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Extended the example of errors in use of ls #776

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richardbeare commented May 10, 2018

to illustrate the difference in form of output when the errors come from bash
(caused by a typo) compared to when the errors come from a program (caused
by incorrect arguments).

Extended the example of errors in use of ls to illustrate
the difference in form of output when the errors come from bash
(caused by a typo) to when the errors come from a program caused
by incorrect arguments.
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shwina commented May 29, 2018

Thanks for the contribution. This is certainly interesting, but could it be explained further? Why are there two sources of errors, what does it really mean if there are two sources of errors, and how can it help the user debug?

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richardbeare commented May 30, 2018

I'm unsure of the process here - I can add extra explanation but was worried about adding too much. I suspected that the best way was to leave the instructor free to comment. Should I add amend the commit with some more detail?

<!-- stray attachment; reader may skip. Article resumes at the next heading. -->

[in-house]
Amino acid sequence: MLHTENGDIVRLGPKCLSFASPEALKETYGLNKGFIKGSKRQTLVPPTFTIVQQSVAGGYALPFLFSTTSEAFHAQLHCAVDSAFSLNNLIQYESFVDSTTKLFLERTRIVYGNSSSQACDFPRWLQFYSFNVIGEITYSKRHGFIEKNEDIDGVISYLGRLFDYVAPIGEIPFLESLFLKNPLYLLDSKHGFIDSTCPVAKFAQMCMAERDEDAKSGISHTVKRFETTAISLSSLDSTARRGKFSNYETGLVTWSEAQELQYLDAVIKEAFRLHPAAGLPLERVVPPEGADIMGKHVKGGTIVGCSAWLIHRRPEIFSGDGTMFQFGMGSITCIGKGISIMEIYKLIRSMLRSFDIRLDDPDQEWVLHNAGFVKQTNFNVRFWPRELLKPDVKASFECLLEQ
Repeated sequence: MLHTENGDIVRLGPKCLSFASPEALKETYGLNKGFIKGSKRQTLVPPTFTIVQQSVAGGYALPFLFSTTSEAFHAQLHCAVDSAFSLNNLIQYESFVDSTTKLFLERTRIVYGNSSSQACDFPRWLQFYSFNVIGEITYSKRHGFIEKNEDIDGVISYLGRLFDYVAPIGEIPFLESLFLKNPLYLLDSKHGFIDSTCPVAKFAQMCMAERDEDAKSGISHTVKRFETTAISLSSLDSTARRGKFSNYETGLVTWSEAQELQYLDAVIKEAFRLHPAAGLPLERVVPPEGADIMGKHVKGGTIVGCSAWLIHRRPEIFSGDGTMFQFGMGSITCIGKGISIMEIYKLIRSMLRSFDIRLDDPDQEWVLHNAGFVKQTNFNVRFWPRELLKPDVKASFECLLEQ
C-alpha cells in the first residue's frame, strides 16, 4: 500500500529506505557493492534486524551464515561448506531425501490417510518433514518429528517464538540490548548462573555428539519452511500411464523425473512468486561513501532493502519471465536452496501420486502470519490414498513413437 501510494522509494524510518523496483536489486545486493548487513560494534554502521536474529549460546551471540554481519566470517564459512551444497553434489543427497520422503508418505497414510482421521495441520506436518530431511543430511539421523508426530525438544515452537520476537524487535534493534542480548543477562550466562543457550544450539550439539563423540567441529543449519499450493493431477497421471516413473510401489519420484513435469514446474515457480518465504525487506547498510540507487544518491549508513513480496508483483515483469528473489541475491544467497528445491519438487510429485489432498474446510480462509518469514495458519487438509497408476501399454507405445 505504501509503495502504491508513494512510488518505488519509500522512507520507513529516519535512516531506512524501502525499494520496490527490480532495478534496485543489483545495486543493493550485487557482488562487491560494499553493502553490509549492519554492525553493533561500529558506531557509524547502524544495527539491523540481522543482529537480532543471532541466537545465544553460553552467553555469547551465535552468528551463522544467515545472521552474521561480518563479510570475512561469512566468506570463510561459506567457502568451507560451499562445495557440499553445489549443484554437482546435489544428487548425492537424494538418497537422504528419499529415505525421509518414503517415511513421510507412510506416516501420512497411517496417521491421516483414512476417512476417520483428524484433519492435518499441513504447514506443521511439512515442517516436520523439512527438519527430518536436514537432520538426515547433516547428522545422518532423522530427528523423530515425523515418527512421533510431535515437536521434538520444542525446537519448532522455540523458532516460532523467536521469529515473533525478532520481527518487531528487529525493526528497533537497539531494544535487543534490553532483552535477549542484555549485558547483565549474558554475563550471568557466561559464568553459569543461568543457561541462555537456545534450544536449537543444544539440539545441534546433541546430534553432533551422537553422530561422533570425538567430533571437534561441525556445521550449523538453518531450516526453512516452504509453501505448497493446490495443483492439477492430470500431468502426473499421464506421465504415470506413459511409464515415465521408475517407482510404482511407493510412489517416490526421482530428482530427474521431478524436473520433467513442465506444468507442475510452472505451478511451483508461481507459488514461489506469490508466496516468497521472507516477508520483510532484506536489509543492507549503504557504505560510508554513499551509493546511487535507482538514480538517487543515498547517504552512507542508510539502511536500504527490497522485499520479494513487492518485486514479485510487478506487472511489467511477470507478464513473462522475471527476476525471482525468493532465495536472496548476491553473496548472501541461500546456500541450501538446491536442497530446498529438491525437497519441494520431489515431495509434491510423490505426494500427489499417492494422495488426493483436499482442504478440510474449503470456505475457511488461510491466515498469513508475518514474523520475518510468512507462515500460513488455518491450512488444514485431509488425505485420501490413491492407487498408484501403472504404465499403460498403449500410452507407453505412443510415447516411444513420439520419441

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shwina commented May 30, 2018

@richardbeare

Thanks! Sorry for not being more clear! My above comment was just a few questions for you about this contribution. Before you add any more commits, let's just discuss what could possibly be added/changed to this contribution.

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richardbeare commented May 30, 2018

My general thought was to highlight how important it can be to read error messages carefully - something that beginners often need some guidance in doing effectively. In this pair of examples the difference to highlight is the

-bash

prefix to the message, indicating that error is being issued by bash, where as

ls: illegal option -- 

Indicates that the error is being issued by the ls program. In the first case the error means that bash can't find something, and thus an incorrect name has been typed (in this case because we missed the space). In the second case bash has correctly found the program, executed it, and the program has decided that something is wrong with the input arguments. Thus we'd be looking further along the command line for the source of error.

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